How to Take an Amsterdam Train to Luxembourg For a Mosel River Cruise

Sometimes it’s simpler to take a train from Amsterdam to Luxembourg to board your river ship for a Mosel river cruise. That’s what I decided to do when my transatlantic cruise ended in Amsterdam. 

It was a rare chance to board Norwegian Sun in Port Canaveral, Florida to get to Europe. In two weeks, we were scheduled to dock in Amsterdam. I had plenty of time to debark the ship (10AM), hop into a taxi to Centraal Station (10:10AM) and board a train from Amsterdam to Luxembourg.

Amsterdam Centraal Station for the train to Luxembourg.
Amsterdam Centraal Station for the train to Luxembourg. It’s always very busy. (Photo credit: Sherry Laskin/Cruise Maven)

I would have to change trains in Brussels, but the trains are all under one roof so it is easy to do. From Brussels, it was an unreserved train to Luxembourg (open ticket).

Then a short taxi ride (15 minutes I thought!) to Remich. Once in Remich, I would board AmaWaterways AmaLegro on the Mosel River. 

AmaLegro would be my home for the next 21 days. Three weeks on the Mosel and Rhine and back again.

Amsterdam Train to Luxembourg via Brussels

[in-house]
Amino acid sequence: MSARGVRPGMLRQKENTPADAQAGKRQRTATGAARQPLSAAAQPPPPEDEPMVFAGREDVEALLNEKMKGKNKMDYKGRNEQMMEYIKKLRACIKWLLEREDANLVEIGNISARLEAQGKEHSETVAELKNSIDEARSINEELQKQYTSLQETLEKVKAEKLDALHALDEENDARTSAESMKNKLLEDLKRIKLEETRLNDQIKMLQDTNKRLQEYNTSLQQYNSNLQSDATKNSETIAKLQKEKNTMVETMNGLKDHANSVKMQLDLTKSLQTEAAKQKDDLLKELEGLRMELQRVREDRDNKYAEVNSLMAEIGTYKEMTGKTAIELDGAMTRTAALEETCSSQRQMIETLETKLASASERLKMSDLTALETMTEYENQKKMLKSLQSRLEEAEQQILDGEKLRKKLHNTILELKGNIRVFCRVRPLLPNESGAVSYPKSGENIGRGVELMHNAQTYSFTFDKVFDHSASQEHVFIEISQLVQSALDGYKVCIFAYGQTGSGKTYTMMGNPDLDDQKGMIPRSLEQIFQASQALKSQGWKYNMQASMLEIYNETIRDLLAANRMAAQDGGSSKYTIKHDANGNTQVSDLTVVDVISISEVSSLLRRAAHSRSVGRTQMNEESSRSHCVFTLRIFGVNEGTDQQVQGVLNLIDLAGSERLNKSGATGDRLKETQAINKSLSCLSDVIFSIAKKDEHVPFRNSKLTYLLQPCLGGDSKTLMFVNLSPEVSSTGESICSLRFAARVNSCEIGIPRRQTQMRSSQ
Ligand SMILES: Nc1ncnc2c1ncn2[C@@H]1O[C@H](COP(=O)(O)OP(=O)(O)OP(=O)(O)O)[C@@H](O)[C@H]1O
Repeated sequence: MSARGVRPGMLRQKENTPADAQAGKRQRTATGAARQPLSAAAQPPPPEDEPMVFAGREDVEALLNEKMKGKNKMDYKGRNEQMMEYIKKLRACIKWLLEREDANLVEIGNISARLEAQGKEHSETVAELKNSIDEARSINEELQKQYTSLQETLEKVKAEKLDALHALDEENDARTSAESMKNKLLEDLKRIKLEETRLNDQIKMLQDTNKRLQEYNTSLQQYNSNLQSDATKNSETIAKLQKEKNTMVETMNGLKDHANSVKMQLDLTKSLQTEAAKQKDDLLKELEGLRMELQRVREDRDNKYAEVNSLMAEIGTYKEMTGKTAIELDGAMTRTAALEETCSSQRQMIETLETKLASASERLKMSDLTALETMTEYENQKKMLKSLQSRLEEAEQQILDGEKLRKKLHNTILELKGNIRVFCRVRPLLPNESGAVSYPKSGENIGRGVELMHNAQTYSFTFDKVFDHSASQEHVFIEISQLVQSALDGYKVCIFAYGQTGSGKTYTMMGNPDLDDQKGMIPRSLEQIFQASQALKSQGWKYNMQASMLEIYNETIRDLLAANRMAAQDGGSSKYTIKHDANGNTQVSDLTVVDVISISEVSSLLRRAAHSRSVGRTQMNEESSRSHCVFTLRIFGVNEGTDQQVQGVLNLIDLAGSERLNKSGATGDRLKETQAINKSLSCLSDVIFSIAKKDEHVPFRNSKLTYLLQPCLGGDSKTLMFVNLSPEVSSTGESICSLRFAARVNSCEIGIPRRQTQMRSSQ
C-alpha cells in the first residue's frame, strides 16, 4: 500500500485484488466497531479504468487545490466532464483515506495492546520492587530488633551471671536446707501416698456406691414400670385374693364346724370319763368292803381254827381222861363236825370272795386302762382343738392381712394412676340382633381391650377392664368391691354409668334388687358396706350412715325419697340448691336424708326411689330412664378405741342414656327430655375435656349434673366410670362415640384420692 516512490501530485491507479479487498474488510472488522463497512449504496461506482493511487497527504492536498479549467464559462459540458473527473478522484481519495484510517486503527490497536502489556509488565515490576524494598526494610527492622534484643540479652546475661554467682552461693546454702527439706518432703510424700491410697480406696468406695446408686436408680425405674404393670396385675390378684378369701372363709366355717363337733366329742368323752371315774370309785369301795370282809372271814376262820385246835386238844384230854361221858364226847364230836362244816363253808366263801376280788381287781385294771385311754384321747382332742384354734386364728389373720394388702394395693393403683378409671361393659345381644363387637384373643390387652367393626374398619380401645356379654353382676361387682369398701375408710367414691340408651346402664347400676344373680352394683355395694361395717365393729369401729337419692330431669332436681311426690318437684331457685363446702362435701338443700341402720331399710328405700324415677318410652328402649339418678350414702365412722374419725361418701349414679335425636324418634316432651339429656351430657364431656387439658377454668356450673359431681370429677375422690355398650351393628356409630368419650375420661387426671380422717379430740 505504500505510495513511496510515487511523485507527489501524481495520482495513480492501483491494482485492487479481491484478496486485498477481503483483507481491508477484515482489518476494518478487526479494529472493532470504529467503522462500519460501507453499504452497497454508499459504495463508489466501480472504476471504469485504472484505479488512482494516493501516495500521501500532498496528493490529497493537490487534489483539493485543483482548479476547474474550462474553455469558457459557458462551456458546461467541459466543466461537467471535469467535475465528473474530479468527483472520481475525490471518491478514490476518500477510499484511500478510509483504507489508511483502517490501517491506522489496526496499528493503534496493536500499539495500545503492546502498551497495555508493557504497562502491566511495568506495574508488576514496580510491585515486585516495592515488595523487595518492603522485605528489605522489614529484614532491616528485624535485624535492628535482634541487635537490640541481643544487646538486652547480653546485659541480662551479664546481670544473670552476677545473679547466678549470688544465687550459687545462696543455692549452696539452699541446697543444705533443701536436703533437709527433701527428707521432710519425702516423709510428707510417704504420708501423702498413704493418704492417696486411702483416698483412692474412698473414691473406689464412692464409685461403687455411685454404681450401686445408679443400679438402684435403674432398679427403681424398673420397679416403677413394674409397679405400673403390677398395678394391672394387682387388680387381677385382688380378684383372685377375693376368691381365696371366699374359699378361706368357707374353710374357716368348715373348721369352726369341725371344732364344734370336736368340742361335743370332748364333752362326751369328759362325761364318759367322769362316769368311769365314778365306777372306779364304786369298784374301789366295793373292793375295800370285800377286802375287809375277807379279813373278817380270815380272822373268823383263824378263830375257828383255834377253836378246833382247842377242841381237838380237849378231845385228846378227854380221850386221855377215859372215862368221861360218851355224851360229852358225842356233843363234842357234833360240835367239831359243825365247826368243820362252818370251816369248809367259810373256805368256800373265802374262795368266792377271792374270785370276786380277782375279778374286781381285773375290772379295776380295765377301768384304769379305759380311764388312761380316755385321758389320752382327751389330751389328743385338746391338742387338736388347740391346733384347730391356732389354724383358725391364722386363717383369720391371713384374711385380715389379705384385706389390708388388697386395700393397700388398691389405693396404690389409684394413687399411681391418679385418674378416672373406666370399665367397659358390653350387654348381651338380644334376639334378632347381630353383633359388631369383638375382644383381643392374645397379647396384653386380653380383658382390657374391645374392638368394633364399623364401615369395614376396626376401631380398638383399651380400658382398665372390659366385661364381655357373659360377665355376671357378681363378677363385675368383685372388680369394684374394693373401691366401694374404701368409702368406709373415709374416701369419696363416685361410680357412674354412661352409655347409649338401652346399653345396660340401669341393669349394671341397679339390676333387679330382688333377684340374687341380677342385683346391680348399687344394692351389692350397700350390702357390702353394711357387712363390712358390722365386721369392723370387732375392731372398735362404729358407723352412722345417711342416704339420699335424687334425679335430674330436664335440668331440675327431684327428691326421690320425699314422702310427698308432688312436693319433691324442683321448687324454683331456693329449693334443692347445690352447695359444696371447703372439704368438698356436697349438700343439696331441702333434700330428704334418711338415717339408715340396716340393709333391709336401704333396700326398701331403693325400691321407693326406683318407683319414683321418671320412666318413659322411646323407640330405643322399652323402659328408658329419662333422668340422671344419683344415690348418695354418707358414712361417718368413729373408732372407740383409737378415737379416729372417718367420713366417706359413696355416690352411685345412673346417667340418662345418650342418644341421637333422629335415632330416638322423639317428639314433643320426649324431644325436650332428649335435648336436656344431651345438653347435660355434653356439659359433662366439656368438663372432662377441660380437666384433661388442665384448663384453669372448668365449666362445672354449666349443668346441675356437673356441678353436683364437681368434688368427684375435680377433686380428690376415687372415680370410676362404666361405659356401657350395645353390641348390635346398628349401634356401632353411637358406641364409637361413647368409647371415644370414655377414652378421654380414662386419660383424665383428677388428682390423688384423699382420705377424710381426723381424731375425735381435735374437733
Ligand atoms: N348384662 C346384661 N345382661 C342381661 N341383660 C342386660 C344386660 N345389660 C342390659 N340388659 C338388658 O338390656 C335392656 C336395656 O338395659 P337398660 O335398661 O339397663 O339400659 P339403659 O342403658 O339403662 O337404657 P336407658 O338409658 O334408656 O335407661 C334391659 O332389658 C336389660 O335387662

Hugs and goodbyes were said, and with the help of Karin, Norwegian Sun’s concierge, we breezed through the crowded shore excursion lines and I was in a taxi within minutes. 

This was probably my fifth visit to Amsterdam’s train station so I quickly found the first class lounge. It’s located on the second level of the station. The Thalys First Class lounge is upstairs at Platform 1. Elevators are available.

With a comfortable thirty minutes until departure at 10:30am, I tried to log on to the wifi, but alas, it wasn’t free but very inexpensive at 9.95 Euro for sixty minutes.

I only had at most fifteen minutes before it was time to grab my thousand-pound suitcase and two small but well-packed carry-ons. I’d take a pass on their wifi an people-watch instead.

Boarding the Train in Amsterdam

At Amsterdam’s Centraal Station, the actual platform to board the trains is upstairs from the main passenger area. Luckily, the elevator was working so I didn’t have to haul my baggage up a long flight of cement stairs to the platform.

Coach 11, Seat 41. I stood on the mark as the train slid to a stop and the doors to Coach 11 opened right in front of me. Actually, coach numbers are marked on the platform floor so you know where to stand.

The coach configuration was two/one and I booked the single seat. No need to climb over anyone if stuck in the window seat. 

Halfway to Brussels, the train stopped. The conductor announced we’d be twenty-five minutes late. Not worried, I re-checked my ticket for Luxembourg. 

No departure time was indicated. This meant I would simply check the departure sign in the Brussels station and find the next train to Luxembourg. It was about a two and one-half hour trip.

Boarding the Train from Brussels to Luxembourg

Brussels train station is fairly small, compared to Amsterdam. I found the departure sign and in ten minutes there was a train to Luxembourg.